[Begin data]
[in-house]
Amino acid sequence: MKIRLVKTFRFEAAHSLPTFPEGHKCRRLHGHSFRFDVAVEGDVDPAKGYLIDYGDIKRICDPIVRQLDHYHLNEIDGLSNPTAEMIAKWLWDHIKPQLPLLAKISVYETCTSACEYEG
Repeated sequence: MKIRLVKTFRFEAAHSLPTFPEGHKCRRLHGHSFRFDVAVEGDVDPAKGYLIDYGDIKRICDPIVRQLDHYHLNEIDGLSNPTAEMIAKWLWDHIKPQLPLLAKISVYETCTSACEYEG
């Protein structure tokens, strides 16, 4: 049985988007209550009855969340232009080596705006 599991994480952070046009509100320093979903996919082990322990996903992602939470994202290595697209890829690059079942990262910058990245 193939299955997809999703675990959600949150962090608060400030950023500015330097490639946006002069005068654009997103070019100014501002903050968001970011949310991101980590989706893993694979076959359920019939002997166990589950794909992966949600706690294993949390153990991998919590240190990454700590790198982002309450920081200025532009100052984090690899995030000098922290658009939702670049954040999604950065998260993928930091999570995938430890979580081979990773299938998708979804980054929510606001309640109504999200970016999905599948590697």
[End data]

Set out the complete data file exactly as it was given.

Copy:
[in-house]
Amino acid sequence: MKIRLVKTFRFEAAHSLPTFPEGHKCRRLHGHSFRFDVAVEGDVDPAKGYLIDYGDIKRICDPIVRQLDHYHLNEIDGLSNPTAEMIAKWLWDHIKPQLPLLAKISVYETCTSACEYEG
Repeated sequence: MKIRLVKTFRFEAAHSLPTFPEGHKCRRLHGHSFRFDVAVEGDVDPAKGYLIDYGDIKRICDPIVRQLDHYHLNEIDGLSNPTAEMIAKWLWDHIKPQLPLLAKISVYETCTSACEYEG
């Protein structure tokens, strides 16, 4: 049985988007209550009855969340232009080596705006 599991994480952070046009509100320093979903996919082990322990996903992602939470994202290595697209890829690059079942990262910058990245 193939299955997809999703675990959600949150962090608060400030950023500015330097490639946006002069005068654009997103070019100014501002903050968001970011949310991101980590989706893993694979076959359920019939002997166990589950794909992966949600706690294993949390153990991998919590240190990454700590790198982002309450920081200025532009100052984090690899995030000098922290658009939702670049954040999604950065998260993928930091999570995938430890979580081979990773299938998708979804980054929510606001309640109504999200970016999905599948590697």